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Xchange Students

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  • Tony
    Note to moderator/owner: This is an X-Men/Harry Potter crossover tale that I posted at FictionAlley a while back. The X-Men continuity comes from the films
    Message 1 of 1 , Sep 3, 2005
      Note to moderator/owner: This is an X-Men/Harry Potter crossover
      tale that I posted at 'FictionAlley' a while back. The X-Men
      continuity comes from the films (X1 & X2), but I've added some
      characters who didn't appear in the films. Thought I'd give it a go
      here! No worries if it's not suitable.

      Disclaimer: I own none of the characters or settings in this story.
      no money is being made or infringement intended.

      Title: Xchange Students (Chapter 1)
      Author: Argonaut57
      Genre: Crossover Action/Adventure with some romance and comedy
      Rating: PG-13
      Summary: Professor Xavier approaches three of his senior students
      with an intriguing proposal - a rather unique student exchange
      scheme. What will Rogue, Iceman and Colossus encounter at Hogwarts
      School of Witchcraft and Wizardry? What will happen as Xavier's
      Shool for Gifted Youngsters plays host to three young English
      wizards named Hermione Granger, Ron Weasley and Harry Potter?
      Pairings: Rogue/Iceman; Ron/Hermione; Harry Potter/Kitty Pryde;
      Colossus/Ginny Weasley.

      Xchange Students

      Chapter 1: An Intriguing Proposal

      At Charles Xavier's School for Gifted Youngsters, 16-year-old Marie
      D'Ancanto--"Rogue" to her friends--walked down the corridor arm-in-
      arm with her boyfriend, Bobby Drake, enjoying the bustle that was an
      ordinary morning at an extraordinary establishment. Xavier's was
      not, as most people thought, an exclusive prep school for academic
      high achievers, funded by a charitable trust. This school was
      something else entirely. The students and staff of Xavier's were,
      one and all, mutants; they were born with a genetic difference that
      gave them abilities beyond those of ordinary humans.

      (Rogue, could you come to my office, please?)

      She heard the 'voice' not with her ears, but inside her head. It was
      a kindly and familiar voice, that of the school's founder and
      principal, Professor Charles Xavier. Xavier, himself a mutant
      telepath, had dedicated his life and fortune to helping mutants and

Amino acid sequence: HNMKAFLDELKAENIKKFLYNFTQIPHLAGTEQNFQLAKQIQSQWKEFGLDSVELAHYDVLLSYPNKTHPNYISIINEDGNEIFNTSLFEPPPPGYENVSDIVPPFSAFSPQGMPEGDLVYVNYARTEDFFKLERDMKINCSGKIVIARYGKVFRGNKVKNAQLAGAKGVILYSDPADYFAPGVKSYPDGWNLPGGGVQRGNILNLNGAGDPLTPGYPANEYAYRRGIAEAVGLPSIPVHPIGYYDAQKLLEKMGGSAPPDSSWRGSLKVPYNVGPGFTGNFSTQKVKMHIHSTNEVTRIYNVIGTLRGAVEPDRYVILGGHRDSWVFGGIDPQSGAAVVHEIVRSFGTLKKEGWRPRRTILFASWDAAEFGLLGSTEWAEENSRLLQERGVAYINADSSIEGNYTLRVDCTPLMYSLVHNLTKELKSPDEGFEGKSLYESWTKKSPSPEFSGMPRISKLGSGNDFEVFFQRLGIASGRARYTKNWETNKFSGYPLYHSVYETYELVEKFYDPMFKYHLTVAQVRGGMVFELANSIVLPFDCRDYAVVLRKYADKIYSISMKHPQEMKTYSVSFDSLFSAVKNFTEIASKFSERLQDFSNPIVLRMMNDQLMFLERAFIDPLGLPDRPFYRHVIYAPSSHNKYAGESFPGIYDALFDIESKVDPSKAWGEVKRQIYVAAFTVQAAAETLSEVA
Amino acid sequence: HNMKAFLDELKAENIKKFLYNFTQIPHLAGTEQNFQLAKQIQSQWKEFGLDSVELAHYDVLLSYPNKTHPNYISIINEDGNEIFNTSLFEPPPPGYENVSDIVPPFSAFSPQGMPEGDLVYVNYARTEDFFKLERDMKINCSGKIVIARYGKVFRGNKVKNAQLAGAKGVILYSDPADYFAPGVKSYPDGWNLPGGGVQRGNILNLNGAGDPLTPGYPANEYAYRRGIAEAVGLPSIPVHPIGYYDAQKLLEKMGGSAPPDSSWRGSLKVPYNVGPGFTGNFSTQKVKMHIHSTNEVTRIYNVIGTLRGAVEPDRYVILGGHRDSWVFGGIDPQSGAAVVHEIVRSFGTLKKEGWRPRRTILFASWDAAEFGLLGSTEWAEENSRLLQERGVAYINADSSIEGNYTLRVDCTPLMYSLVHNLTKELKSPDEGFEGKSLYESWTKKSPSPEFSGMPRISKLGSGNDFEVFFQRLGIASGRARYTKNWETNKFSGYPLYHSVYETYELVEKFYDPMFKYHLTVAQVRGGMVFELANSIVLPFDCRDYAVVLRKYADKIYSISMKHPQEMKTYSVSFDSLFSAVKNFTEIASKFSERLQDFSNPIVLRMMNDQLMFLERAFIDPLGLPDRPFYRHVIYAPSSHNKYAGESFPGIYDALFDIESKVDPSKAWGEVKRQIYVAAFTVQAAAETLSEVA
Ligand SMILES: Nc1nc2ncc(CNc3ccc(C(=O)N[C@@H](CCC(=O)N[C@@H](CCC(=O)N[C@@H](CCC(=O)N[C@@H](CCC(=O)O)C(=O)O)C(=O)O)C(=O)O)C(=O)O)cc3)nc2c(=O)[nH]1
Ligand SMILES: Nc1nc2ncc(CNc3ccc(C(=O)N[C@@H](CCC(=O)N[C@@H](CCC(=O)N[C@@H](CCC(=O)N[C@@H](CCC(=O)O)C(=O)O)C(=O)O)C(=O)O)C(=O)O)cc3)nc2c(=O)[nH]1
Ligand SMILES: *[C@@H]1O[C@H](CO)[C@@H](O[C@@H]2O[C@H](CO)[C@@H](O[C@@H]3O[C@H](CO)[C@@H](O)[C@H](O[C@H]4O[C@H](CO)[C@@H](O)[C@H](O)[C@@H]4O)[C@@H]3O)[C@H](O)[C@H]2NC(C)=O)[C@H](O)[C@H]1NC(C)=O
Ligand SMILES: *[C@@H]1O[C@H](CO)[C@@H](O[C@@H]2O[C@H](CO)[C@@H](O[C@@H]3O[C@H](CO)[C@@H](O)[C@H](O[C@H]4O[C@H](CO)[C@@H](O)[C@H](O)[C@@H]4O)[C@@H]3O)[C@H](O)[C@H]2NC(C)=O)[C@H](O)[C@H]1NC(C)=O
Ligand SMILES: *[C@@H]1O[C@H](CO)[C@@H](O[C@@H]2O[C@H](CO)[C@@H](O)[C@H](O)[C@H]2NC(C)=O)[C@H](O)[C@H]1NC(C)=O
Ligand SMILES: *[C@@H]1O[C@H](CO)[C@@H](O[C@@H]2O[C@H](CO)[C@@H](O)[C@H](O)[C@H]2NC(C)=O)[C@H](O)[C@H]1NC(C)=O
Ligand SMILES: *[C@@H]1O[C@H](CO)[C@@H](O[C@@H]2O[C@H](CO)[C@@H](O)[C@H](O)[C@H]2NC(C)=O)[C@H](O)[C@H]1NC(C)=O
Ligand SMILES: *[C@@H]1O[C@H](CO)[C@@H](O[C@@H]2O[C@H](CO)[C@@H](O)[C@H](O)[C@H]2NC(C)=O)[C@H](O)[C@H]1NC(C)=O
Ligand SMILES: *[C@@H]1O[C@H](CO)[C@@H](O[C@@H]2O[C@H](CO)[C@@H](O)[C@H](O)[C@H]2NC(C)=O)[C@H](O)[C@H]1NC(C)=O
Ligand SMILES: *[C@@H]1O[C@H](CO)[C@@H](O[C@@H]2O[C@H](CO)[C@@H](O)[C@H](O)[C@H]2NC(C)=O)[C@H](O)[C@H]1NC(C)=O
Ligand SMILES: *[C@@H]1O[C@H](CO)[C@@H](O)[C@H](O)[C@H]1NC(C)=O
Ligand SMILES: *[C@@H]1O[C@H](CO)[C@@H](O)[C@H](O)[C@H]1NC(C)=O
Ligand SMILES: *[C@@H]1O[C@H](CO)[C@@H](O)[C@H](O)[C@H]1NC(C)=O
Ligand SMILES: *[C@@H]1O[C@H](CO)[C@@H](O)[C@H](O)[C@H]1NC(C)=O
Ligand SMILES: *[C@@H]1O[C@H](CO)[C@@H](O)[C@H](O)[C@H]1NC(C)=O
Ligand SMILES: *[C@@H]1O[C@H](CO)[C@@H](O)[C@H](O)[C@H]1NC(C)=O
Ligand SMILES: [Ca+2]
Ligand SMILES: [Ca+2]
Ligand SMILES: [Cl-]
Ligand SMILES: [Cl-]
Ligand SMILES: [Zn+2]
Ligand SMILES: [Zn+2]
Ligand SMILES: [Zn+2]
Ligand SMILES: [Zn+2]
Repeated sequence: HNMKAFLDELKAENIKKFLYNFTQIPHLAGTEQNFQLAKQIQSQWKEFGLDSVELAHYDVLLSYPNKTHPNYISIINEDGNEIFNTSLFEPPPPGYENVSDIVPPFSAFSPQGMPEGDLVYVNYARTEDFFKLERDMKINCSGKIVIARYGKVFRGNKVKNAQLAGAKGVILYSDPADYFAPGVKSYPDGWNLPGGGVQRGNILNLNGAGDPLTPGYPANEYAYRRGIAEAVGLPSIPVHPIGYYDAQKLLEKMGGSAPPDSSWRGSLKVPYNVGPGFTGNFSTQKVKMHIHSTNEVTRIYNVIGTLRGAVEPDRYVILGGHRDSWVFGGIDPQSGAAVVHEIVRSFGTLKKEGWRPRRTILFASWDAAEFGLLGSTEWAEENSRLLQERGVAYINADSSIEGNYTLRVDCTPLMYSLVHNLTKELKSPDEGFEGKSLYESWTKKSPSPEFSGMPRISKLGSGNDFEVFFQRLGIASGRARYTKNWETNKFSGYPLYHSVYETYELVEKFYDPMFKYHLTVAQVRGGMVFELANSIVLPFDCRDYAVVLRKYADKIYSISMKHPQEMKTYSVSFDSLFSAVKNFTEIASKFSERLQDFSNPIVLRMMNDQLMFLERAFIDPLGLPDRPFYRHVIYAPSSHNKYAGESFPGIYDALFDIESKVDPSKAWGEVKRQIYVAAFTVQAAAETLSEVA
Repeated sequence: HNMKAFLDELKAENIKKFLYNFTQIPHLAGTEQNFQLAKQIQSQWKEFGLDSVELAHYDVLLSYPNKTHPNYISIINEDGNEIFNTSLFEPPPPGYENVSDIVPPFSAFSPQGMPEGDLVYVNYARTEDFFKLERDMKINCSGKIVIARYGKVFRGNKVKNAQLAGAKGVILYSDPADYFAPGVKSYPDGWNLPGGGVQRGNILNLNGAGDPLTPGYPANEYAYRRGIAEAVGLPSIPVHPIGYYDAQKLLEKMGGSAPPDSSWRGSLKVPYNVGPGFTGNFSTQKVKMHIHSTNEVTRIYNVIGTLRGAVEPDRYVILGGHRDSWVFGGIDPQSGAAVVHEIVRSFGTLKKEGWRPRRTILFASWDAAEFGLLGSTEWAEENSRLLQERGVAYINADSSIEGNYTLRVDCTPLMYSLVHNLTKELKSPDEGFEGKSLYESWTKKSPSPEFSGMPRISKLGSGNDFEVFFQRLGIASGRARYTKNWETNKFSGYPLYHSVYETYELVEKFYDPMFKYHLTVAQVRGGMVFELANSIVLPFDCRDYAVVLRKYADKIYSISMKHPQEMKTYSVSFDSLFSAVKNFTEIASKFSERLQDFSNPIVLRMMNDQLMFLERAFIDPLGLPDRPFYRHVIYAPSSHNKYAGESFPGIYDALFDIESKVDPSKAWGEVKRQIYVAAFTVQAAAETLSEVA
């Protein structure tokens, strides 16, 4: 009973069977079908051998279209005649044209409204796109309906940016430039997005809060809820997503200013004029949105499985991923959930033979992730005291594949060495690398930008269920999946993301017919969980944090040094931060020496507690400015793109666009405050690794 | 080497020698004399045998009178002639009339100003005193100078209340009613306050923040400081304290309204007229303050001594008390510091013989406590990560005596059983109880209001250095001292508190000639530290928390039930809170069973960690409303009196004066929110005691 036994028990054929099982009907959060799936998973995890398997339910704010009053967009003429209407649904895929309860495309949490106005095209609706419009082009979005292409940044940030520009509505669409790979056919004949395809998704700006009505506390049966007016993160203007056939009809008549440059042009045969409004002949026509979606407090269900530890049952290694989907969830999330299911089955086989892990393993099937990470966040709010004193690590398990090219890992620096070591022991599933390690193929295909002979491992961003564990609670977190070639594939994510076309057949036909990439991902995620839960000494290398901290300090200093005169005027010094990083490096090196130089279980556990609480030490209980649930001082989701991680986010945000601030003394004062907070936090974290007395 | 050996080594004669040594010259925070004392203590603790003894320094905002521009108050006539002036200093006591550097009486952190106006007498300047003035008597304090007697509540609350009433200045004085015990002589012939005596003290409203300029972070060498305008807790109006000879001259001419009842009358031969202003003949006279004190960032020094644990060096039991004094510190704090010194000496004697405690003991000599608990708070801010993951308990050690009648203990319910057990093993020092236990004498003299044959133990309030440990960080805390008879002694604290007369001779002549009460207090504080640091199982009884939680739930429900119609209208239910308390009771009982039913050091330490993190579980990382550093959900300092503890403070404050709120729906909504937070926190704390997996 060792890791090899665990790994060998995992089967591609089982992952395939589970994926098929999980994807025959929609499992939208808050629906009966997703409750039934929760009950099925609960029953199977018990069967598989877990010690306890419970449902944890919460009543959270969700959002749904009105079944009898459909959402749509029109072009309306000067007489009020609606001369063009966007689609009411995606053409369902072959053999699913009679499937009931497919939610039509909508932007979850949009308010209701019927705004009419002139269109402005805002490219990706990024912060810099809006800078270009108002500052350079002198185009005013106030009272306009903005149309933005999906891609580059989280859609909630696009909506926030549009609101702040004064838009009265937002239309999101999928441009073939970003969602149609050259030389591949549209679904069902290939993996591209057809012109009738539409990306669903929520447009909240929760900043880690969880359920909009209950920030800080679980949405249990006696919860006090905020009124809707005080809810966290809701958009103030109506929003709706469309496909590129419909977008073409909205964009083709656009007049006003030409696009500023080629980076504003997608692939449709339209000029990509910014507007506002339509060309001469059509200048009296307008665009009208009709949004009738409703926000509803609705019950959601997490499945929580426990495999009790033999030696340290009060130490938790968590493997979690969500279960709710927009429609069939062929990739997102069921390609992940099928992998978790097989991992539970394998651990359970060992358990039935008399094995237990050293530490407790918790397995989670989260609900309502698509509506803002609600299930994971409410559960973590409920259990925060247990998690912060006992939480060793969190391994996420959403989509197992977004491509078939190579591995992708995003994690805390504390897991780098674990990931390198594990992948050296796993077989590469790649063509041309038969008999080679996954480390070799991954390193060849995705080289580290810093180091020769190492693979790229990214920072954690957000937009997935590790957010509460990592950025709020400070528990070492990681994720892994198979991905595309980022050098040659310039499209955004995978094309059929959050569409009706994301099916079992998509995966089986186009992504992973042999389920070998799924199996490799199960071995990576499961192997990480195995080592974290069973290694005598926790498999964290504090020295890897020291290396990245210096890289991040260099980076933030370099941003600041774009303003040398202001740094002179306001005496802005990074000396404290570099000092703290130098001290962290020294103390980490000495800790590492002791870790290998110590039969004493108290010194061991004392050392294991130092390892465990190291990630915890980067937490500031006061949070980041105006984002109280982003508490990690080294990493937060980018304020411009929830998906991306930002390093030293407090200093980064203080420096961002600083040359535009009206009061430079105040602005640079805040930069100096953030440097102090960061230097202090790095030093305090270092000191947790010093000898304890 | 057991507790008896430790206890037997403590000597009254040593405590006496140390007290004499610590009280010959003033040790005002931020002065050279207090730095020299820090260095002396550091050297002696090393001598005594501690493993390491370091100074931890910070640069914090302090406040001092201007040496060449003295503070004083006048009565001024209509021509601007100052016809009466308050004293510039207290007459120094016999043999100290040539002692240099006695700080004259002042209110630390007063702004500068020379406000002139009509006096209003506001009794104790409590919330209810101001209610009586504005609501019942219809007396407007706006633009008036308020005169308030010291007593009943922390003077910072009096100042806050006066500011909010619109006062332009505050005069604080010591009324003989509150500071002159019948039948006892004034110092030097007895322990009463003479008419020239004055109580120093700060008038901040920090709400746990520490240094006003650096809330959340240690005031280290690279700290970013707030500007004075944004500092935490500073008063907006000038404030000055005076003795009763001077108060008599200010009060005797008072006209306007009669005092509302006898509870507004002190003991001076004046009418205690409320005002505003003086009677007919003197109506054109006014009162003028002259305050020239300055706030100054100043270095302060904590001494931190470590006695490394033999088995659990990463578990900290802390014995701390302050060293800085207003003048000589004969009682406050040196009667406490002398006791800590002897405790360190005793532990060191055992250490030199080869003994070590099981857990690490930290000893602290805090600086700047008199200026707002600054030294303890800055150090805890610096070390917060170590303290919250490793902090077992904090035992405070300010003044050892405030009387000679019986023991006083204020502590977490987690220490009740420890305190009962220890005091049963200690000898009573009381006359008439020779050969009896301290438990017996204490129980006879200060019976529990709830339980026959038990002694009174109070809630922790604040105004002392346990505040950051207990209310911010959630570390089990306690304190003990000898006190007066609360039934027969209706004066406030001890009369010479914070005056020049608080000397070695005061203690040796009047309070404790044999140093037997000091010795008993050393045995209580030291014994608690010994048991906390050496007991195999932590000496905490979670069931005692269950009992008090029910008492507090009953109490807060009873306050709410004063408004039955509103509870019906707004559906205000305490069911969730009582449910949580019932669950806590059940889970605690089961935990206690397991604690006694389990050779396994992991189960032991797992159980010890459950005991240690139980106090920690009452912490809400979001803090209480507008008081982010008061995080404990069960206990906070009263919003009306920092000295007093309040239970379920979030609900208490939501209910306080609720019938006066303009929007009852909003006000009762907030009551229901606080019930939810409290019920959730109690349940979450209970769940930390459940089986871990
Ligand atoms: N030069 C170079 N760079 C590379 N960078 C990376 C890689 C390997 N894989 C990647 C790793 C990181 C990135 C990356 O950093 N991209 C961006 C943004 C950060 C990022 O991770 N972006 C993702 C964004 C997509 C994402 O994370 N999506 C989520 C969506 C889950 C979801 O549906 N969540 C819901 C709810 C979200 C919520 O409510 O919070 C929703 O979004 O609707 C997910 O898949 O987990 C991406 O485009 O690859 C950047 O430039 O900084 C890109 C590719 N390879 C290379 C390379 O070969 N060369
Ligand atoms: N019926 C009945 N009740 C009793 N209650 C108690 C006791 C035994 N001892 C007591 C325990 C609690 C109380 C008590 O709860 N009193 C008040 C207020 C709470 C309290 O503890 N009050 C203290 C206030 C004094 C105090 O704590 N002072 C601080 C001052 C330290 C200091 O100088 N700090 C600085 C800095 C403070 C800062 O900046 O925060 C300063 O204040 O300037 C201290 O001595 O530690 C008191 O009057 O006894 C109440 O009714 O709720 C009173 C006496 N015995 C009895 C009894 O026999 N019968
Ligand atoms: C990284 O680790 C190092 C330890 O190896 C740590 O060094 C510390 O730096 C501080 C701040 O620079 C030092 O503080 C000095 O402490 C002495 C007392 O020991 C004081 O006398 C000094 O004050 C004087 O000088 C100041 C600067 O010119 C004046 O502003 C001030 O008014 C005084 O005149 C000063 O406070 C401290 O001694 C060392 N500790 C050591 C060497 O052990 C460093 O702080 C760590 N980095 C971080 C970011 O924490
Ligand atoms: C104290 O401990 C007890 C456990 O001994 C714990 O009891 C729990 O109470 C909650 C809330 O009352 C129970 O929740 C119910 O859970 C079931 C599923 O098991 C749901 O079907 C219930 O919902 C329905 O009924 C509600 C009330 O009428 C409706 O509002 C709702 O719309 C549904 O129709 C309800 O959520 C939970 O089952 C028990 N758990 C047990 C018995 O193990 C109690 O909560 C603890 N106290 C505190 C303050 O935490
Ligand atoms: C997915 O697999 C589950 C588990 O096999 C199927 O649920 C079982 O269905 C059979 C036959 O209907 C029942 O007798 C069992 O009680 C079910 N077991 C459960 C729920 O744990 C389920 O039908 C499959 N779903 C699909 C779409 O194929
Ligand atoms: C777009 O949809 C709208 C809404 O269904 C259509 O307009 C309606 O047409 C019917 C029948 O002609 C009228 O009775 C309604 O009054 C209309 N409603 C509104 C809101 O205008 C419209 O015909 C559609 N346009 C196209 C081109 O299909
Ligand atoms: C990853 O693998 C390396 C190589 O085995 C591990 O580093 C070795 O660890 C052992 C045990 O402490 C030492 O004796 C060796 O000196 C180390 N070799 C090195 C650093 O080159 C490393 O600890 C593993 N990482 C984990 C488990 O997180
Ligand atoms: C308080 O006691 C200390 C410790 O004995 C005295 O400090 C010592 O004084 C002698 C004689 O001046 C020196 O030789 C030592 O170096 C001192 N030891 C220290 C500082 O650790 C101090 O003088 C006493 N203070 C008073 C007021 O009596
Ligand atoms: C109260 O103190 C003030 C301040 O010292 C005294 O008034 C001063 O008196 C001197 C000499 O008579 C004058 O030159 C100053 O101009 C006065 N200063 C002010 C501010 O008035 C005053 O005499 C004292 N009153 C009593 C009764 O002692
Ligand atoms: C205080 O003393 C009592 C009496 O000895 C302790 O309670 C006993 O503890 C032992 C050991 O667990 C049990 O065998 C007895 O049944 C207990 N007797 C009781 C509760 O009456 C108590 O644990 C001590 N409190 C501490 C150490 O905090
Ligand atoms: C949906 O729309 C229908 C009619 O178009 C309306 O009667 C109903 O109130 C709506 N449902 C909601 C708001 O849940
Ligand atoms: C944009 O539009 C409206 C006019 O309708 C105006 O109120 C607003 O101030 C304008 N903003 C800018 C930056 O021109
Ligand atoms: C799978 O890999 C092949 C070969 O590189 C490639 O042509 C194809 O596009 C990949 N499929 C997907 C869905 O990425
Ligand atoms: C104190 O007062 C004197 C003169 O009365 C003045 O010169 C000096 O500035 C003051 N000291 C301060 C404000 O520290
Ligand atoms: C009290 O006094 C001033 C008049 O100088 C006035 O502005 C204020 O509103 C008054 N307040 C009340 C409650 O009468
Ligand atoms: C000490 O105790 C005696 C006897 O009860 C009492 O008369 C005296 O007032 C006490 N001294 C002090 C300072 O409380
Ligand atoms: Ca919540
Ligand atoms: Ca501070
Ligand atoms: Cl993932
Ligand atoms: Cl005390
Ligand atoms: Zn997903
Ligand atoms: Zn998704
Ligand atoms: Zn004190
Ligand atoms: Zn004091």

non-mutants live together in peace. Ironically, this decision had
      brought Xavier into conflict, not only with the prejudices of the
      ignorant, but with other mutants whose ideology was different--a
      conflict in which Rogue had played a significant part.

      She turned to Bobby just as he turned to her. "I have to go..."

      "...to Professor X's office," Bobby finished.

      Rogue giggled. They had spoken simultaneously, and it sounded so
      silly. Bobby laughed, too, a warm laugh. Rogue loved him for his
      warmth above all else; it expressed itself in his eyes, his voice,
      and his body language, so much so that those unaware of Bobby's
      unique abilities were always puzzled by his nickname, "Iceman".

      "Both of us," he said. "Wonder what's up?"

      "Let's go find out."

      As they drew near the Professor's wood-paneled door, a towering
      figure came toward them from the opposite direction. This was Peter
      Rasputin, a brawny farm boy of Russian extraction, who was one of
      their closest friends. Rogue grinned at him--she always felt that
      Peter was too shy and unsure of himself--so she did her best to make
      him part of things.

      "Hey, big guy!" she said.

      The 17-year-old smiled down at them from the six-foot-eight height
      that was only one of the reasons why they called him "Colossus".

      "You, too? Are we in more trouble, do you think?" he asked.

      "We won't find out by standing here," said Rogue. She raised her
      hand to tap on the door, just as the professor's voice